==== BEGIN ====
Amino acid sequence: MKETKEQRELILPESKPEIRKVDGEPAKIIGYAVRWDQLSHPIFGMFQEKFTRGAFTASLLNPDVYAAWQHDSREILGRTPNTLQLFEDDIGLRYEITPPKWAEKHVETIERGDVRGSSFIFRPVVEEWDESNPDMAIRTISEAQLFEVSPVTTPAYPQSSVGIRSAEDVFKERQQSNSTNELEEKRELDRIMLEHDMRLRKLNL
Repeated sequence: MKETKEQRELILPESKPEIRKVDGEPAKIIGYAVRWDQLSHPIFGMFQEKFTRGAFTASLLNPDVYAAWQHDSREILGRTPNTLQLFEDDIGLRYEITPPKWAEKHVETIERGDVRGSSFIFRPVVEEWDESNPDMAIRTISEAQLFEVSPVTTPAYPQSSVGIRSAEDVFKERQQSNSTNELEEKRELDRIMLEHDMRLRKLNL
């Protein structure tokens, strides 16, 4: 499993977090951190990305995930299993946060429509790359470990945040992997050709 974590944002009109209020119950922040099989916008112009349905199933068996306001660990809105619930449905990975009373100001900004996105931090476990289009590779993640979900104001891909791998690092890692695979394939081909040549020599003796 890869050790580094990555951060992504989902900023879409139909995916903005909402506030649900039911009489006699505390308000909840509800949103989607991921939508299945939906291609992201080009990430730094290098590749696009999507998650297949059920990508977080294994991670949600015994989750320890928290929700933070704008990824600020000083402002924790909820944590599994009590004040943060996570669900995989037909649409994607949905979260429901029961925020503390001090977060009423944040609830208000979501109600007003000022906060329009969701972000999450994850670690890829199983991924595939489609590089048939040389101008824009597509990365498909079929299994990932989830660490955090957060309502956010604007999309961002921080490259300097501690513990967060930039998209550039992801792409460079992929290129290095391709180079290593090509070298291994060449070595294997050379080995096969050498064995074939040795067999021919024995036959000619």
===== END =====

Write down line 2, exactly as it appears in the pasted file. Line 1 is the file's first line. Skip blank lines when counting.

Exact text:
Repeated sequence: MKETKEQRELILPESKPEIRKVDGEPAKIIGYAVRWDQLSHPIFGMFQEKFTRGAFTASLLNPDVYAAWQHDSREILGRTPNTLQLFEDDIGLRYEITPPKWAEKHVETIERGDVRGSSFIFRPVVEEWDESNPDMAIRTISEAQLFEVSPVTTPAYPQSSVGIRSAEDVFKERQQSNSTNELEEKRELDRIMLEHDMRLRKLNL